Chapter 7 - The Sociology of Sustainable Development

The company also promotes their social concerns by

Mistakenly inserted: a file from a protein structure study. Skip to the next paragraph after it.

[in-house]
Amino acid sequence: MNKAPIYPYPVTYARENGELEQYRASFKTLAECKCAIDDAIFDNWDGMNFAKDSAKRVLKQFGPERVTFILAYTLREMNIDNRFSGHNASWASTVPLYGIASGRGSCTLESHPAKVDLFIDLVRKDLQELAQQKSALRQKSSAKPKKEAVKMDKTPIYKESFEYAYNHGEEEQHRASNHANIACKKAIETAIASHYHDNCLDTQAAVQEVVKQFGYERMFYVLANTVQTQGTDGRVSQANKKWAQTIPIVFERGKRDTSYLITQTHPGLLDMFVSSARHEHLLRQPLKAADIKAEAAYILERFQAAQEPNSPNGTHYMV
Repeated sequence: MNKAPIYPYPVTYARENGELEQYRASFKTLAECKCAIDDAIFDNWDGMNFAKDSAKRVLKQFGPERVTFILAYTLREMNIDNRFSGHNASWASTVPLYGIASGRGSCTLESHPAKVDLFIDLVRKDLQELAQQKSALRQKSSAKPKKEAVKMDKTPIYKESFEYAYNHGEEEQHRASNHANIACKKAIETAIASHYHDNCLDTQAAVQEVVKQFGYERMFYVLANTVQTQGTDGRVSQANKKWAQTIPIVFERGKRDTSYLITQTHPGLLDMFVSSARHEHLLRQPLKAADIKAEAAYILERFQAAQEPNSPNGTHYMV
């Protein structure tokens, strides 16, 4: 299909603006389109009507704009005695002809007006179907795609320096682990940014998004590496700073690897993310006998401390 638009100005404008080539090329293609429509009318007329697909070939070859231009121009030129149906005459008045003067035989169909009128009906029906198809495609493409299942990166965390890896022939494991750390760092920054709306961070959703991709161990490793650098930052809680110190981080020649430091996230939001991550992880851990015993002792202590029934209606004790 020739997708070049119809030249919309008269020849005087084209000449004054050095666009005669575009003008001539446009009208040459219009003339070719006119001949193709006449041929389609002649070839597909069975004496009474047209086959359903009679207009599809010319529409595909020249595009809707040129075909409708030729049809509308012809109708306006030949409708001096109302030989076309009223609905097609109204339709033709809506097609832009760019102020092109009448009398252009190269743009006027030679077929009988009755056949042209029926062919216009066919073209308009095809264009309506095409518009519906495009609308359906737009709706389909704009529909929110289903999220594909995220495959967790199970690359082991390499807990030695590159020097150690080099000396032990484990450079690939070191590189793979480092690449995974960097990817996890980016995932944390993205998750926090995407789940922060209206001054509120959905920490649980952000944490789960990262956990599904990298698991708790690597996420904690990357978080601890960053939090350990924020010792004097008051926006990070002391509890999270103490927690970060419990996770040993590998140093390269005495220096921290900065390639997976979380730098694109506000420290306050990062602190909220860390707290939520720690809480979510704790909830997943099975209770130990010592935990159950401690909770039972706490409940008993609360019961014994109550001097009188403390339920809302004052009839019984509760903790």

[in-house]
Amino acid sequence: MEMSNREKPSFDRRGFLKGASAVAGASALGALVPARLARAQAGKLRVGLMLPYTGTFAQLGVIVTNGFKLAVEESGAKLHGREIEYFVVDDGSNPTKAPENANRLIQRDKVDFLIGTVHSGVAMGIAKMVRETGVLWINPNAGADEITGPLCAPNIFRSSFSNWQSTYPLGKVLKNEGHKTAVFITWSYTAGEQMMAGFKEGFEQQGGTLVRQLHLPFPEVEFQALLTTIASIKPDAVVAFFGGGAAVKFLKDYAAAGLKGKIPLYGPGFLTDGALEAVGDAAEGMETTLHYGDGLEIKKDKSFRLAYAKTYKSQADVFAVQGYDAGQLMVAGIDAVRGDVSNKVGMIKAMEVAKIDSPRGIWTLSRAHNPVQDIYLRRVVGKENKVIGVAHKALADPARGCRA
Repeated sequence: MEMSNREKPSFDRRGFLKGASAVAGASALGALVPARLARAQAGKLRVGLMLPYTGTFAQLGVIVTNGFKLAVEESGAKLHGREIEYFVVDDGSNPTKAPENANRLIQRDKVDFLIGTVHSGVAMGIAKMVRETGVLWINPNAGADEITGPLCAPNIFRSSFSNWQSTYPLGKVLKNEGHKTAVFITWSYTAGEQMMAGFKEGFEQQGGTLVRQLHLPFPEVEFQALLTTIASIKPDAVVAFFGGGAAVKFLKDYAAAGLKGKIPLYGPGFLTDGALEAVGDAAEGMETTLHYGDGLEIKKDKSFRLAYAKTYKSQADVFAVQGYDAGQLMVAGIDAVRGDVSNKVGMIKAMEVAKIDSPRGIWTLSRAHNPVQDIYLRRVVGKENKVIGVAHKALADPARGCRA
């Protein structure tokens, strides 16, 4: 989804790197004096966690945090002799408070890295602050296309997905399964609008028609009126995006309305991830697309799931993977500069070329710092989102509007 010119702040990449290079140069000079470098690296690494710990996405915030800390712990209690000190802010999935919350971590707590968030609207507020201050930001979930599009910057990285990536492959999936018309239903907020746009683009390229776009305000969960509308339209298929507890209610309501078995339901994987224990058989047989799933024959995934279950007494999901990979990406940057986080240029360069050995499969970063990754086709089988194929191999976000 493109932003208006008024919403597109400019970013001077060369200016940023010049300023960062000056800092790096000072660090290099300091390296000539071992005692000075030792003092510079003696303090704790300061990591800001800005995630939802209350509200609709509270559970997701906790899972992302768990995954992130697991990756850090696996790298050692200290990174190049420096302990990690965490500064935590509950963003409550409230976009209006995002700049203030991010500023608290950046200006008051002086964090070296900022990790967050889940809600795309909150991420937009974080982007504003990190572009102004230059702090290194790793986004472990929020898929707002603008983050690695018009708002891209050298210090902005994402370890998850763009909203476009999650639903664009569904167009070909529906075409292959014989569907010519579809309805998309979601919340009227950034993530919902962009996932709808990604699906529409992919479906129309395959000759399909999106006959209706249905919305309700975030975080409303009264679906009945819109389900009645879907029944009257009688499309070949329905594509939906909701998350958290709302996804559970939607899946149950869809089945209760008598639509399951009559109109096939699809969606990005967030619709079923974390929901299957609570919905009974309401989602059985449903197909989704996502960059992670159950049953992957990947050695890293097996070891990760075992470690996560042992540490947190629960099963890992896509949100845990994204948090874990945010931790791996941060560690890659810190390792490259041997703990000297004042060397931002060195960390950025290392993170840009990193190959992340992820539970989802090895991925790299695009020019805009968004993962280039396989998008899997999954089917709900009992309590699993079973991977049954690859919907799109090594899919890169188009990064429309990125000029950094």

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Unformatted text preview: hiter is one of the largest causes of toxic water pollution in the United States.”61 The company has also successfully lowered its solid and dairy wastes and continues to find strategies to do this. For example, they are attempting to use what they call “totes,” reusable containers, to receive shipments from their suppliers. Economically, the company provides very good worker benefits and attempts to limit the income disparity between its highest paid and lowest paid workers. However, this has been difficult to do. For example, in their 1998 annual report, the social auditor notes that female senior nonexecutive managers earn 12 percent less than their male counterparts and “the income disparity between the highest and lowest paid employees is near its historical high at 16–1.” The company also promotes their social concerns by allocating more than 7 percent of annual profits to the Ben & Jerry Foundation that supports grassroots organizations. The recipients of foundation grants range from envi- THE SOCIOLOGY OF SUSTAINABLE DEVELOPMENT 233 ronmental justice groups (the Community Coalition for Environmental Justice in Seattle), to groups fighting for affordable housing (Mutual Housing Association in New York), to those lobbying against sweatshops in China (National Mobilization Against Sweatshops). One of the reasons that Ben and Jerry’s, along with companies such as the Body Shop and Seventh Generation, are considered to be “pro-environmental” is because they were the first to sign the CERES principles (see Table 7.2). CERES stands for Coalition for Environmentally Responsible Economies. The CERES principles, originally drafted in 1989 under the title the “Valdez Principles” (after the Exxon Valdez’s oil spill in Prince Edward Sound), are based upon the ideas that corporate environmental responsibility, in addition to legislation, is necessary for “environmental progress.” “Success . . . depends on the willingness of corporations to lead, rather than be led, in th...
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